Upcoming Events

CSE Faculty Candidate Seminar - Jacob Schreiber

Jacob Schreiber.jpg

Name: Jacob Schreiber, postdoctoral scholar at Stanford University

Date: Thursday, February 29, 2024 at 11:00 am

Location: Coda Building, Second Floor, Room 230 (Google Maps link)

Link: The recording of this in-person seminar will be uploaded to CSE's MediaSpace

Coffee, drinks, and snacks provided!

Title: Dissecting the Cell Type-Specific Regulatory Role of Each Nucleotide in the Human Genome

Abstract: Proper regulation of gene expression is a crucial component of life, yet remains poorly understood despite a recent explosion in the quality and availability of genomic measurements. A paradigm that has emerged involves training neural networks that take in genomic sequences and predict these measurements directly. Far from being uninterpretable, these models can be paired with feature attribution algorithms to discover building blocks of the regulatory code. In this talk, I will introduce our ongoing work on a neural network called DragoNNFruit that extends this paradigm to modern data sets where measurements are available for each of many individual cells. A distinguishing feature of DragoNNFruit is that the parameters of this method are dynamically generated for each cell in the experiment based on properties of the cell, rephrasing the learning task as that of learning how to process genomic sequence in a cell-specific manner. When applied to data from cells that are slowly transitioning across types, DragoNNFruit uncovers the regulatory code of both endpoints but also how this code gets rewritten as cells alter their identity, and even how individual nucleotides can be involved in different regulatory programs in different cell types. Afterwards, I will briefly discuss pitfalls that one can encounter when applying machine learning to genomics data, and introduce my vision for new directions that these machine learning models can take.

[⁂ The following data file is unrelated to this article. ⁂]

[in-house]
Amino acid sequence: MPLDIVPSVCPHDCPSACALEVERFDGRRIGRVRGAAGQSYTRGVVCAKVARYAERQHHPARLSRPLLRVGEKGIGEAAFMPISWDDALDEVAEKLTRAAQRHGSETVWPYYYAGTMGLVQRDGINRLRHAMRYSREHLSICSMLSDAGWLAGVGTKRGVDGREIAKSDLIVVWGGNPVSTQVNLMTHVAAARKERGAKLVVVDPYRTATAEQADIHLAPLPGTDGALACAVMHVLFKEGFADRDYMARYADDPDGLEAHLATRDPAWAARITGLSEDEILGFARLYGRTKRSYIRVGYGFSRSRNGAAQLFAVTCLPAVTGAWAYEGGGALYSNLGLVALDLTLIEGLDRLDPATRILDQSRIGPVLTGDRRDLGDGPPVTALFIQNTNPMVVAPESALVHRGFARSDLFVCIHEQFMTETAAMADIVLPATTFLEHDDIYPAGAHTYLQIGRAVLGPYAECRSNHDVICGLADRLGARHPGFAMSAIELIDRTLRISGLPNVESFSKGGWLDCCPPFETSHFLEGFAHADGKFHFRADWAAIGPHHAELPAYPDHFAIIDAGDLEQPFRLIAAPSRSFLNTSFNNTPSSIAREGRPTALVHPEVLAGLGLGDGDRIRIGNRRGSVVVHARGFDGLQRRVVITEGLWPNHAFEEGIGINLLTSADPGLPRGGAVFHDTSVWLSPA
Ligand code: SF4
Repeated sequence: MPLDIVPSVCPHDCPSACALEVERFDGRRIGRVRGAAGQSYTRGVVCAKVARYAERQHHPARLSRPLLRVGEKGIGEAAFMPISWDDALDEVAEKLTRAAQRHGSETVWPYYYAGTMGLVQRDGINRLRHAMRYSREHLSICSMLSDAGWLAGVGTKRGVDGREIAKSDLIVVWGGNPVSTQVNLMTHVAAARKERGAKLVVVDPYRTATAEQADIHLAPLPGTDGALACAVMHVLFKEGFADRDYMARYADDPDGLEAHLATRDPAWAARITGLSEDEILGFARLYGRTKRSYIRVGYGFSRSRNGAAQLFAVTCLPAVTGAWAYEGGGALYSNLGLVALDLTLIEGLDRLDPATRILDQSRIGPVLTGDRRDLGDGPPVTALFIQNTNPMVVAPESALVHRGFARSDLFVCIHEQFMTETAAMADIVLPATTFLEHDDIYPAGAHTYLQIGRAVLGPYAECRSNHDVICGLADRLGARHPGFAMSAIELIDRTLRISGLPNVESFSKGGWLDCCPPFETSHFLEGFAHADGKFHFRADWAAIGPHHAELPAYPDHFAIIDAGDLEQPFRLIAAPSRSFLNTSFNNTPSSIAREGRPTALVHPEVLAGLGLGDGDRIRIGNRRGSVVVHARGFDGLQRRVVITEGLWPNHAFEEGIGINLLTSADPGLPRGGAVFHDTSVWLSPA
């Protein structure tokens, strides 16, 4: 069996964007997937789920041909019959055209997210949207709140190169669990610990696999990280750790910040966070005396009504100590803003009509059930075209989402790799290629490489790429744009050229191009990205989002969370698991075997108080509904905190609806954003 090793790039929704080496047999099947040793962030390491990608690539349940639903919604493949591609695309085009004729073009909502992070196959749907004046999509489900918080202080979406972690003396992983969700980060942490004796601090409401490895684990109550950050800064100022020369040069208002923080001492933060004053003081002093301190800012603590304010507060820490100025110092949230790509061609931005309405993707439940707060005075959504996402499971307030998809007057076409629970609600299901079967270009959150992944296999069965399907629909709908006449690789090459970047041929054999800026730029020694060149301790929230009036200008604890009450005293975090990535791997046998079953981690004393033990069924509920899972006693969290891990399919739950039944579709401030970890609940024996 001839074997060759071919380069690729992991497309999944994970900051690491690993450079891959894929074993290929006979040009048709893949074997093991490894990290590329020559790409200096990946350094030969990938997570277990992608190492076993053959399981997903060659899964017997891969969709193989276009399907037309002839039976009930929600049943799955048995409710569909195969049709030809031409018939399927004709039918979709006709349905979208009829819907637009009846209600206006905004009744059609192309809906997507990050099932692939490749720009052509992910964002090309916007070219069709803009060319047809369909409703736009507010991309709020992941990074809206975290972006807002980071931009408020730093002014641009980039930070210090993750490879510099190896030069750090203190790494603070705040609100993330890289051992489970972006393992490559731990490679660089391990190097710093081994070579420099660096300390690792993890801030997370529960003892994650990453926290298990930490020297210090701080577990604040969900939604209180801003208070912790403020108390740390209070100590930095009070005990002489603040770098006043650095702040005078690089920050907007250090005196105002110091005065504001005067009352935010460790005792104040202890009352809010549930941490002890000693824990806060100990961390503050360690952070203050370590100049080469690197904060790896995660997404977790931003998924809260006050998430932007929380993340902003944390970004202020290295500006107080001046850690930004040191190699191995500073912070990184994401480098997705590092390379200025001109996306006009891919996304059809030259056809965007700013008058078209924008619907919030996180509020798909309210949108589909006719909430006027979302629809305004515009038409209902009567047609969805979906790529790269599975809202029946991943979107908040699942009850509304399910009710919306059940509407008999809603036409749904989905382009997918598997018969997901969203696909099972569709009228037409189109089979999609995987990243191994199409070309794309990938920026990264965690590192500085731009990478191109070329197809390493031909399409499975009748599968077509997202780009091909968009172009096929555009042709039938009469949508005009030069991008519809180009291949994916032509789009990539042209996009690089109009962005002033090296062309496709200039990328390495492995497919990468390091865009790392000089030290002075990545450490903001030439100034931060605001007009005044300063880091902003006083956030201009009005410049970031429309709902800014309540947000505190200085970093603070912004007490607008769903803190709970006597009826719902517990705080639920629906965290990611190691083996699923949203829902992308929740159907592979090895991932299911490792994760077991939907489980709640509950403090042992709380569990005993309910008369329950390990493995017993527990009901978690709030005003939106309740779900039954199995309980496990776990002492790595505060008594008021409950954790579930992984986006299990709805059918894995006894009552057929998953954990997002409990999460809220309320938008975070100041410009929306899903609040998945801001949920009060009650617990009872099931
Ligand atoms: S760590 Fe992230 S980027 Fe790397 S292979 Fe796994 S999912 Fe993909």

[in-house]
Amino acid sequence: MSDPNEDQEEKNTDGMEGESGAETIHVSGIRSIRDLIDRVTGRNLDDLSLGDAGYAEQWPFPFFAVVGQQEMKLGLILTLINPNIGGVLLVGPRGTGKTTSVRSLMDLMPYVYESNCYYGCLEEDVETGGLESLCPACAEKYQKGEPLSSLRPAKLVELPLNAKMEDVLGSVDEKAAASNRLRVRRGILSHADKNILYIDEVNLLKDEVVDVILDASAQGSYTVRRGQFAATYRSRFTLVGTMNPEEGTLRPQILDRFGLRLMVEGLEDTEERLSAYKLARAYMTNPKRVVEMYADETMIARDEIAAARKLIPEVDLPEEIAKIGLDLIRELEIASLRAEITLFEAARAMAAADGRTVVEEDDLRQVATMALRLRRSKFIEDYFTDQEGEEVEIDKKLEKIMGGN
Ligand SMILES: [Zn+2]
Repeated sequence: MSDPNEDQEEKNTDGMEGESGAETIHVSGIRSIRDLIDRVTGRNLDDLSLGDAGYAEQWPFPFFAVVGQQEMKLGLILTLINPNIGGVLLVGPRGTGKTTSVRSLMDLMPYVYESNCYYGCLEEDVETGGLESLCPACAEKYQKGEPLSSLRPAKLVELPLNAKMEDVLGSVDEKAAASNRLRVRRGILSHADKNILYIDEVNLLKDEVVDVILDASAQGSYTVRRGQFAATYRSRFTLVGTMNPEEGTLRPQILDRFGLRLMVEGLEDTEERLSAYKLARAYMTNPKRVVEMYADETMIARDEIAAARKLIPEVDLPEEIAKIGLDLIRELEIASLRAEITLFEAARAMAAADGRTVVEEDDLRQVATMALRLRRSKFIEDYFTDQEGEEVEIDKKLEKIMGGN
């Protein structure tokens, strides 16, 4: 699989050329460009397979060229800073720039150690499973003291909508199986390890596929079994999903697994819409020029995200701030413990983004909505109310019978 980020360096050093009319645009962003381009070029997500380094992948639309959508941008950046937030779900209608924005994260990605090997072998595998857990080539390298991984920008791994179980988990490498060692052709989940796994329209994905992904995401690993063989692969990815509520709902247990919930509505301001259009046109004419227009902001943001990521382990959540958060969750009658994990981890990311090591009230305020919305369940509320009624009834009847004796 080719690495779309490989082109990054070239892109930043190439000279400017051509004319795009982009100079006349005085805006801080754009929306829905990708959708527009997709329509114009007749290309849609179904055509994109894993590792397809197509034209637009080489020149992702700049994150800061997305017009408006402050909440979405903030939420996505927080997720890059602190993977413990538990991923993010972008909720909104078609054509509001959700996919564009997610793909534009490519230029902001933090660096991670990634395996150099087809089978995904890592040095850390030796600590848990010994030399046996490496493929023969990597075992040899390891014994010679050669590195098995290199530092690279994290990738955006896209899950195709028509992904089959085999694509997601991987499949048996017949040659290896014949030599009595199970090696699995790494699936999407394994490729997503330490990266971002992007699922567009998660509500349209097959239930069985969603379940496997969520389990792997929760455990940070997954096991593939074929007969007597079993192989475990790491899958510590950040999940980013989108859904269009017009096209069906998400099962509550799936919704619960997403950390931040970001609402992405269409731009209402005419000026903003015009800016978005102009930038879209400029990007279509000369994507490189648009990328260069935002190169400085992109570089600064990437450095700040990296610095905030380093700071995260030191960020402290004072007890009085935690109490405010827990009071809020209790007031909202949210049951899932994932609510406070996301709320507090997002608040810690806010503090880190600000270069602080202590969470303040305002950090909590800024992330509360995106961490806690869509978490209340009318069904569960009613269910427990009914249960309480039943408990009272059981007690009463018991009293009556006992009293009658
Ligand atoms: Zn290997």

Bio: Dr. Jacob Schreiber is a postdoctoral scholar in the Department of Genetics at Stanford University, where he develops machine learning-based methods for studying the genome. Previously, he did his Ph.D. at the University of Washington. In parallel to his research, he has contributed to the Python open-source ecosystem as a core developer for scikit-learn and the author of pomegranate, a package for probabilistic modeling, apricot, a package for submodular optimization, and ledidi, a method for designing biological sequence edits that exhibit desired characteristics, among others.